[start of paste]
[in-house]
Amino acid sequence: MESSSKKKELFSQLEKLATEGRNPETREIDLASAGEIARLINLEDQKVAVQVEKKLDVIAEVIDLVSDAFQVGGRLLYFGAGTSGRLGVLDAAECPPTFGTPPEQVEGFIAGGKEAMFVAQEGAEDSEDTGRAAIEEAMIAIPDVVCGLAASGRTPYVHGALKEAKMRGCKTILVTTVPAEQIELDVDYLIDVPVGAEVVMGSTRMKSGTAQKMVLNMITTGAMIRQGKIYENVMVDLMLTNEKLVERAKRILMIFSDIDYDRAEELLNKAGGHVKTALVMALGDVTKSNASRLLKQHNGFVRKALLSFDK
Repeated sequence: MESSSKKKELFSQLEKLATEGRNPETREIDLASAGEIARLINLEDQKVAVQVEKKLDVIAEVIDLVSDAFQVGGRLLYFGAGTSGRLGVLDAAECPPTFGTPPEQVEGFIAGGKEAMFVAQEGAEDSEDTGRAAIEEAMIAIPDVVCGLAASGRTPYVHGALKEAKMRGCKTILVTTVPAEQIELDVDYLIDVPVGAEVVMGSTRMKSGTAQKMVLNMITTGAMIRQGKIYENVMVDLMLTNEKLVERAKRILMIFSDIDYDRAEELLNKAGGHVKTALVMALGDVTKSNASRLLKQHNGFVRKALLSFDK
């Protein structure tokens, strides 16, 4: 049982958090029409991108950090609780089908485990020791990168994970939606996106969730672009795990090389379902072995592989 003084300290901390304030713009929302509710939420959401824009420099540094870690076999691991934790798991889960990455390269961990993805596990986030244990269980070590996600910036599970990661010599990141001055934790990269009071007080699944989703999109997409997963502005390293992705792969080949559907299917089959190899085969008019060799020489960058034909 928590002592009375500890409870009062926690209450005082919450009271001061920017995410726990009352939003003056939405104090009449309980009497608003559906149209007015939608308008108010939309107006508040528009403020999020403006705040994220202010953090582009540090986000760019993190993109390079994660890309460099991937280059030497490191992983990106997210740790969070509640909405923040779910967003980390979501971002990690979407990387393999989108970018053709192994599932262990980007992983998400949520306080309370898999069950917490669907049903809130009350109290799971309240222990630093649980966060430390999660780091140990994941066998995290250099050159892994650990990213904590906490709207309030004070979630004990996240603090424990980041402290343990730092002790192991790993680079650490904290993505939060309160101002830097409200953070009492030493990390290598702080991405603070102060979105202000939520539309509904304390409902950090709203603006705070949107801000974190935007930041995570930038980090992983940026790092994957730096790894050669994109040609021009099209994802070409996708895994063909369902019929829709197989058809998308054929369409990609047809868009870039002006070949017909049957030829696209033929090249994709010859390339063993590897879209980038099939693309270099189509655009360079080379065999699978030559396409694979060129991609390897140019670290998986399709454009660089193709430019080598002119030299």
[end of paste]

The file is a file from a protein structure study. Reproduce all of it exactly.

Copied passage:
[in-house]
Amino acid sequence: MESSSKKKELFSQLEKLATEGRNPETREIDLASAGEIARLINLEDQKVAVQVEKKLDVIAEVIDLVSDAFQVGGRLLYFGAGTSGRLGVLDAAECPPTFGTPPEQVEGFIAGGKEAMFVAQEGAEDSEDTGRAAIEEAMIAIPDVVCGLAASGRTPYVHGALKEAKMRGCKTILVTTVPAEQIELDVDYLIDVPVGAEVVMGSTRMKSGTAQKMVLNMITTGAMIRQGKIYENVMVDLMLTNEKLVERAKRILMIFSDIDYDRAEELLNKAGGHVKTALVMALGDVTKSNASRLLKQHNGFVRKALLSFDK
Repeated sequence: MESSSKKKELFSQLEKLATEGRNPETREIDLASAGEIARLINLEDQKVAVQVEKKLDVIAEVIDLVSDAFQVGGRLLYFGAGTSGRLGVLDAAECPPTFGTPPEQVEGFIAGGKEAMFVAQEGAEDSEDTGRAAIEEAMIAIPDVVCGLAASGRTPYVHGALKEAKMRGCKTILVTTVPAEQIELDVDYLIDVPVGAEVVMGSTRMKSGTAQKMVLNMITTGAMIRQGKIYENVMVDLMLTNEKLVERAKRILMIFSDIDYDRAEELLNKAGGHVKTALVMALGDVTKSNASRLLKQHNGFVRKALLSFDK
């Protein structure tokens, strides 16, 4: 049982958090029409991108950090609780089908485990020791990168994970939606996106969730672009795990090389379902072995592989 003084300290901390304030713009929302509710939420959401824009420099540094870690076999691991934790798991889960990455390269961990993805596990986030244990269980070590996600910036599970990661010599990141001055934790990269009071007080699944989703999109997409997963502005390293992705792969080949559907299917089959190899085969008019060799020489960058034909 928590002592009375500890409870009062926690209450005082919450009271001061920017995410726990009352939003003056939405104090009449309980009497608003559906149209007015939608308008108010939309107006508040528009403020999020403006705040994220202010953090582009540090986000760019993190993109390079994660890309460099991937280059030497490191992983990106997210740790969070509640909405923040779910967003980390979501971002990690979407990387393999989108970018053709192994599932262990980007992983998400949520306080309370898999069950917490669907049903809130009350109290799971309240222990630093649980966060430390999660780091140990994941066998995290250099050159892994650990990213904590906490709207309030004070979630004990996240603090424990980041402290343990730092002790192991790993680079650490904290993505939060309160101002830097409200953070009492030493990390290598702080991405603070102060979105202000939520539309509904304390409902950090709203603006705070949107801000974190935007930041995570930038980090992983940026790092994957730096790894050669994109040609021009099209994802070409996708895994063909369902019929829709197989058809998308054929369409990609047809868009870039002006070949017909049957030829696209033929090249994709010859390339063993590897879209980038099939693309270099189509655009360079080379065999699978030559396409694979060129991609390897140019670290998986399709454009660089193709430019080598002119030299």